At 1:30 p.m. EDT on Thursday, the Royal Family posted a statement on Twitter, saying the queen had “died peacefully at Balmoral” alongside her family. Below is an earlier story from Reuters chronicling the moments leading to her death.
The Queen, Britain’s longest-reigning sovereign and the world’s oldest monarch, has been suffering from what Buckingham Palace has called “episodic mobility problems” since the end of last year.
“Following further evaluation this morning, The Queen’s doctors are concerned for Her Majesty’s health and have recommended she remain under medical supervision,” the palace said in a statement.
“The Queen remains comfortable and at Balmoral.”
Her eldest son and heir Prince Charles and his wife Camilla have travelled to her Scottish home Balmoral Castle, where she is staying. Prince William, Prince Andrew and Prince Edward have arrived in Scotland by plane to be with the ailing monarch.
Prince Harry was supposed to be travelling with his wife Meghan to Balmoral, but BBC and PA Media report he will be going alone.
Such a family gathering, outside of holiday events such as Christmas or Easter or major public events, is extremely rare.
The BBC interrupted its normal schedule to switch to constant coverage of the Queen.
“My prayers, and the prayers of people across the @churchofengland and the nation, are with Her Majesty The Queen today,” Justin Welby, the Archbishop of Canterbury, said on Twitter.
Last October, Elizabeth spent a night in hospital and she has been forced to cut back on her public engagements since then. On Wednesday she canceled a virtual meeting with senior ministers after being advised to rest by her doctors.
The previous day she had been pictured appointing Liz Truss as the country’s new prime minister at Balmoral.
A palace source played down speculation that the monarch had suffered a fall.
Elizabeth has been queen of Britain and more than a dozen other countries since 1952, including Canada, Australia and New Zealand, and earlier this year marked her 70th year on the throne with four days of national celebrations in June.
“I have been inspired by the kindness, joy and kinship that has been so evident in recent days, and I hope this renewed sense of togetherness will be felt for many years to come,” she said at the time.
Elizabeth came to the throne after the death of her father King George VI on Feb. 6, 1952, when she was just 25.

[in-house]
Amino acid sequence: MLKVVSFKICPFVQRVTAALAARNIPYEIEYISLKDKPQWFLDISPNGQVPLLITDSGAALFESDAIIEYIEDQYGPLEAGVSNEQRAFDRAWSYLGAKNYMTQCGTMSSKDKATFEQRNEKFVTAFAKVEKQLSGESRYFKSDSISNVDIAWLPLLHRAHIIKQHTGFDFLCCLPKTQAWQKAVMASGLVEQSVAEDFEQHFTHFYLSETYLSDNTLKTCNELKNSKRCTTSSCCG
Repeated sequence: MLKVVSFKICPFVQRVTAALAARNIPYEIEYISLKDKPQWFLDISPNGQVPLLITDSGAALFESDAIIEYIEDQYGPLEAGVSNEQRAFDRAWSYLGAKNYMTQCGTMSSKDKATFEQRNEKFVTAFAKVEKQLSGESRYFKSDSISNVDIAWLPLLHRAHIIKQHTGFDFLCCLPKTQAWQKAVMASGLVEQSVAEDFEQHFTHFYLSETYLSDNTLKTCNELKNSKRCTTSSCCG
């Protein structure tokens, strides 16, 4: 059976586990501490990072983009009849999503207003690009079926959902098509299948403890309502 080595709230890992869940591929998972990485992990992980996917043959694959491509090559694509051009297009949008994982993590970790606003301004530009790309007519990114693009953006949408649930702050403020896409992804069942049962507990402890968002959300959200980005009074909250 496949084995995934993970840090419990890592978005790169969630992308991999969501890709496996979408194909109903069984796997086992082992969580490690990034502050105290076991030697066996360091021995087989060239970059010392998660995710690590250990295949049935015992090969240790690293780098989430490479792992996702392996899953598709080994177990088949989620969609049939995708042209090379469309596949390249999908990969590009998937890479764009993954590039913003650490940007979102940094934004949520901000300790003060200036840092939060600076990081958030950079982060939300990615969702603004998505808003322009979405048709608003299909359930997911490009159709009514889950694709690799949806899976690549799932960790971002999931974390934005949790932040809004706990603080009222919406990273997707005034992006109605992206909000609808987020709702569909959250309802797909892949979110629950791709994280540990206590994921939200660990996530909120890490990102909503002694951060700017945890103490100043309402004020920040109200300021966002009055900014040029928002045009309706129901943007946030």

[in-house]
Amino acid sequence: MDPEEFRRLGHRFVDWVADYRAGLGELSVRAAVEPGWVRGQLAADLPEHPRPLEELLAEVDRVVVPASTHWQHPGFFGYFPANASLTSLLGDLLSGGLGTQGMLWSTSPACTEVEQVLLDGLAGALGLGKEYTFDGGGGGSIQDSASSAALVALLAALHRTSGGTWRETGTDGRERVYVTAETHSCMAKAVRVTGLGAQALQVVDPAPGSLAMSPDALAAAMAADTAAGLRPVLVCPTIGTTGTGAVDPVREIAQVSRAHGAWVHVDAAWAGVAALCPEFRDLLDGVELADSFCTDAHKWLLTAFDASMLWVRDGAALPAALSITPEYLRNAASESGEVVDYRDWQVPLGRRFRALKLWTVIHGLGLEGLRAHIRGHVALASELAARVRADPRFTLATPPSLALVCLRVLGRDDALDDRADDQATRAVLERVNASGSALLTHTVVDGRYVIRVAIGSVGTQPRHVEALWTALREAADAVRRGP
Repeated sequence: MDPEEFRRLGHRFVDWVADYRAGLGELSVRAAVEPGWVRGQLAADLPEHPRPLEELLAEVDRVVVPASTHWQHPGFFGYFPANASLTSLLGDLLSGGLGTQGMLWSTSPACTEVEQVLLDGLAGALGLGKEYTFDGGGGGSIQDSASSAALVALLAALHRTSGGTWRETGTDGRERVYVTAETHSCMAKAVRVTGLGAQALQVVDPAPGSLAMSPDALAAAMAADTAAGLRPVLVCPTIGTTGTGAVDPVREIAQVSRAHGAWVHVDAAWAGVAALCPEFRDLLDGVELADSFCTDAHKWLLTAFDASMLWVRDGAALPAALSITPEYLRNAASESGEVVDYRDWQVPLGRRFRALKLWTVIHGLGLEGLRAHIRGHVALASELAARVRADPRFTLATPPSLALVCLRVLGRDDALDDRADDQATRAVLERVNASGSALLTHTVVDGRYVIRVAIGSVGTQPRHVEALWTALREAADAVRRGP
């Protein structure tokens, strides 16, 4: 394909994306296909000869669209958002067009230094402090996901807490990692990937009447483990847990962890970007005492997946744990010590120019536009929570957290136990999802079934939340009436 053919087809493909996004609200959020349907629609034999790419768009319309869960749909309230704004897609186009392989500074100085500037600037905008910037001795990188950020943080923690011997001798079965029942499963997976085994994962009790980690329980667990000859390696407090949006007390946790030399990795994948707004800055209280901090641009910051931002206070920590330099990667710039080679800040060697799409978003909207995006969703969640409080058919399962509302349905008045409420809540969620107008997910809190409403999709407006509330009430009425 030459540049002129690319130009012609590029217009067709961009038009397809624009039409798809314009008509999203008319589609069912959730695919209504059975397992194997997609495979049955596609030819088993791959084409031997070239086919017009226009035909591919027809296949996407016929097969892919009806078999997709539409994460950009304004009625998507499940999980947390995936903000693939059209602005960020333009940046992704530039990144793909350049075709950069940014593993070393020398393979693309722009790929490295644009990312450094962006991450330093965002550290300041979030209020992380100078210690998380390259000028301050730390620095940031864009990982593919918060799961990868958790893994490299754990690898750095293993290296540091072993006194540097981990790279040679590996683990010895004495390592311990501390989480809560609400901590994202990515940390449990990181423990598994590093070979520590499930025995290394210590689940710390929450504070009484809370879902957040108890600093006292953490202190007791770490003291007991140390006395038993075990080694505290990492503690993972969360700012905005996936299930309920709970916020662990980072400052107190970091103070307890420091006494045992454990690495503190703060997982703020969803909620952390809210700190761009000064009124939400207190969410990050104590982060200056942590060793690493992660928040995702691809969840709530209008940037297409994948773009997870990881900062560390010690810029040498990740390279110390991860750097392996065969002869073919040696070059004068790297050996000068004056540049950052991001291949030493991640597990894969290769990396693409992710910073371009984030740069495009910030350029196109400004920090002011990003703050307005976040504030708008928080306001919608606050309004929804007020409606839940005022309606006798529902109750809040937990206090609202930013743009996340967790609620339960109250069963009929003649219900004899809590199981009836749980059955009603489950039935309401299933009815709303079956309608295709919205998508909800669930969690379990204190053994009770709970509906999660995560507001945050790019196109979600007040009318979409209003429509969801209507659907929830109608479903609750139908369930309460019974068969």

She was crowned in June the following year. The first televised coronation was a foretaste of a new world in which the lives of the royals were to become increasingly scrutinized by the media.
She became monarch at a time when Britain retained much of its empire. It was emerging from the ravages of the Second World War, with food rationing still in force and class and privilege still dominant in society.
Winston Churchill was the first prime minister who served during her reign, Joseph Stalin was leader of the Soviet Union, the Korean War was raging. Truss is the 15th premier of her record-breaking reign.
The prime minister said: “My thoughts – and the thoughts of people across our United Kingdom – are with Her Majesty The Queen and her family at this time.”
Lindsay Hoyle, speaker of the House of Commons, interrupted an energy debate in parliament to say he sent his best wishes to the monarch.
“Along with the rest of the country, I am deeply worried by the news from Buckingham Palace this afternoon,” opposition Labour leader Keir Starmer said.
Scotland’s First Minister Nicola Sturgeon said on Twitter: “All of us are feeling profoundly concerned at reports of Her Majesty’s health. My thoughts and wishes are with the Queen and all of the Royal Family at this time.”
Well-wishers gathered outside Buckingham Palace in London.
Alexander Caplan, 40, a technology entrepreneur, said: “I work close by and I heard on the news about her Majesty’s failing health so I was concerned and it led me to come to Buckingham Palace, to be at the heart of the monarchy.”
He added: “I think that Charles will become a very good king one day.”
Outside of Britain, reaction also poured in. Mary Simon, the governor general of Canada, said in a statement on Twitter she “joins all Canadians in sending thoughts of comfort and healing to her and her family.”
Prime Minister Justin Trudeau also said in Twitter statement his thoughts are with the Queen at this time.
“My thoughts, and the thoughts of Canadians across the country, are with Her Majesty Queen Elizabeth II at this time,” he said.
“We’re wishing her well, and sending our best to the Royal Family.”
The White House said President Joe Biden had been briefed about the situation, and that his thoughts were with her and her family.
“His and the first lady’s thoughts are solidly and squarely with the queen today and her family,” White House spokesperson John Kirby told reporters.